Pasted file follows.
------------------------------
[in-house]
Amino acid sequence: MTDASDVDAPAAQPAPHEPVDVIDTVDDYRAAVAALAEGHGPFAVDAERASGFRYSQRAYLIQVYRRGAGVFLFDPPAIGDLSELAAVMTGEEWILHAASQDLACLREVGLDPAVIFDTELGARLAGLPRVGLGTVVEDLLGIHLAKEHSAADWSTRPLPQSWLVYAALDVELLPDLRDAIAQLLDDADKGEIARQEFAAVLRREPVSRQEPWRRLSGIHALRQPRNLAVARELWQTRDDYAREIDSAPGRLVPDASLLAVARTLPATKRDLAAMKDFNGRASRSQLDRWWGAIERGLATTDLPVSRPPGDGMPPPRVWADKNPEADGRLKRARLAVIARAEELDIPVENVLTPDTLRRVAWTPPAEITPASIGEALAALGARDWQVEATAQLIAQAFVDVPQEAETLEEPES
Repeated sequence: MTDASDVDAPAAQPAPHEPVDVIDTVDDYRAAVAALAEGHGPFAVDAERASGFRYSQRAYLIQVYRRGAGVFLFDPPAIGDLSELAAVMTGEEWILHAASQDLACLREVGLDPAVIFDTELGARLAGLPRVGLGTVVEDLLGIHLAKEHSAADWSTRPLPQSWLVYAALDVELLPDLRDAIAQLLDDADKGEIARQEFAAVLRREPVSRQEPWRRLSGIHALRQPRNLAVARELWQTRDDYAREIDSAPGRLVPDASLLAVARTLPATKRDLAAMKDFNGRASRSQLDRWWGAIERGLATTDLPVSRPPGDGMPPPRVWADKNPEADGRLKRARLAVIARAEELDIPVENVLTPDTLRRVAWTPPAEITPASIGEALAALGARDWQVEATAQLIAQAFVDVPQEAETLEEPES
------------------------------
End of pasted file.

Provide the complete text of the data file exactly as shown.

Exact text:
[in-house]
Amino acid sequence: MTDASDVDAPAAQPAPHEPVDVIDTVDDYRAAVAALAEGHGPFAVDAERASGFRYSQRAYLIQVYRRGAGVFLFDPPAIGDLSELAAVMTGEEWILHAASQDLACLREVGLDPAVIFDTELGARLAGLPRVGLGTVVEDLLGIHLAKEHSAADWSTRPLPQSWLVYAALDVELLPDLRDAIAQLLDDADKGEIARQEFAAVLRREPVSRQEPWRRLSGIHALRQPRNLAVARELWQTRDDYAREIDSAPGRLVPDASLLAVARTLPATKRDLAAMKDFNGRASRSQLDRWWGAIERGLATTDLPVSRPPGDGMPPPRVWADKNPEADGRLKRARLAVIARAEELDIPVENVLTPDTLRRVAWTPPAEITPASIGEALAALGARDWQVEATAQLIAQAFVDVPQEAETLEEPES
Repeated sequence: MTDASDVDAPAAQPAPHEPVDVIDTVDDYRAAVAALAEGHGPFAVDAERASGFRYSQRAYLIQVYRRGAGVFLFDPPAIGDLSELAAVMTGEEWILHAASQDLACLREVGLDPAVIFDTELGARLAGLPRVGLGTVVEDLLGIHLAKEHSAADWSTRPLPQSWLVYAALDVELLPDLRDAIAQLLDDADKGEIARQEFAAVLRREPVSRQEPWRRLSGIHALRQPRNLAVARELWQTRDDYAREIDSAPGRLVPDASLLAVARTLPATKRDLAAMKDFNGRASRSQLDRWWGAIERGLATTDLPVSRPPGDGMPPPRVWADKNPEADGRLKRARLAVIARAEELDIPVENVLTPDTLRRVAWTPPAEITPASIGEALAALGARDWQVEATAQLIAQAFVDVPQEAETLEEPES